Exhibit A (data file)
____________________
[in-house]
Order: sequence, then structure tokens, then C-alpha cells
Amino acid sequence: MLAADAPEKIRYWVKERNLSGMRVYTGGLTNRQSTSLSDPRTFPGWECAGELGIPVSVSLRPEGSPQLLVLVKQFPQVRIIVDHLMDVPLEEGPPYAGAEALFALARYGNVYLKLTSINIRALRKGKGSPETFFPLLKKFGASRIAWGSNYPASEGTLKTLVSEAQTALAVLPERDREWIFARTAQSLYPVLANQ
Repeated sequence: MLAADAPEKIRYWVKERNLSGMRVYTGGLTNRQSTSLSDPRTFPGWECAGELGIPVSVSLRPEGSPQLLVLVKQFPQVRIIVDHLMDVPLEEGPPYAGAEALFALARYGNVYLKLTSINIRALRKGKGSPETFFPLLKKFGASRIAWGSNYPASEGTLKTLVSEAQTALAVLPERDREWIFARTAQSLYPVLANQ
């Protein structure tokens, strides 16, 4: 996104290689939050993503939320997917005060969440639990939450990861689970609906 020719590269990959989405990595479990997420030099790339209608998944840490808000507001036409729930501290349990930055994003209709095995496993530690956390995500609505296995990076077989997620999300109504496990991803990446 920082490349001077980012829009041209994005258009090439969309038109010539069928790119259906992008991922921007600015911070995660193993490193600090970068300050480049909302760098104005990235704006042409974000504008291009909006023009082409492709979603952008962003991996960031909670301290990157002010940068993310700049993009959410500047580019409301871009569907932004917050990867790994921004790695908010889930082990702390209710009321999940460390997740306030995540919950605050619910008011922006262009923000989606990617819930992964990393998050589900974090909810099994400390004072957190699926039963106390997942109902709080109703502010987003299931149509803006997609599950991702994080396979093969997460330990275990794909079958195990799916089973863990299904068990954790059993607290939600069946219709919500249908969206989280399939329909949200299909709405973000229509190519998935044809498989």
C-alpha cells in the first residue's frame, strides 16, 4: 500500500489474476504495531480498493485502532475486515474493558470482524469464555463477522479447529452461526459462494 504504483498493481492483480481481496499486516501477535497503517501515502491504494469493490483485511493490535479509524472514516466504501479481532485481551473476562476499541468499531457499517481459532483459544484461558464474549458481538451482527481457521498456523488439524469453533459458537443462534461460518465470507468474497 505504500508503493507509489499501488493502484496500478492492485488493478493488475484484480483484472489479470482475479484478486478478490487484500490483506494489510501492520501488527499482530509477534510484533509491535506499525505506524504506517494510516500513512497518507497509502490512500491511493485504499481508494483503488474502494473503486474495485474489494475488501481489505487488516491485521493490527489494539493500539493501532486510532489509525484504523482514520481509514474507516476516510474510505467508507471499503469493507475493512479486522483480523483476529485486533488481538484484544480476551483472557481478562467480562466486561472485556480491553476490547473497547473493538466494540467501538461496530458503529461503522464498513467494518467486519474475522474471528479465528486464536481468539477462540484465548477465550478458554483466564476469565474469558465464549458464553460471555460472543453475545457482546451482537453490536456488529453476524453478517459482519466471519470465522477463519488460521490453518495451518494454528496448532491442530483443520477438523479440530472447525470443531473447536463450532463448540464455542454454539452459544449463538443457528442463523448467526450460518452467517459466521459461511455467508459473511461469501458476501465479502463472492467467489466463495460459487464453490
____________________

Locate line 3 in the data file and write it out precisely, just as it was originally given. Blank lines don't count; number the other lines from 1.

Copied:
Amino acid sequence: MLAADAPEKIRYWVKERNLSGMRVYTGGLTNRQSTSLSDPRTFPGWECAGELGIPVSVSLRPEGSPQLLVLVKQFPQVRIIVDHLMDVPLEEGPPYAGAEALFALARYGNVYLKLTSINIRALRKGKGSPETFFPLLKKFGASRIAWGSNYPASEGTLKTLVSEAQTALAVLPERDREWIFARTAQSLYPVLANQ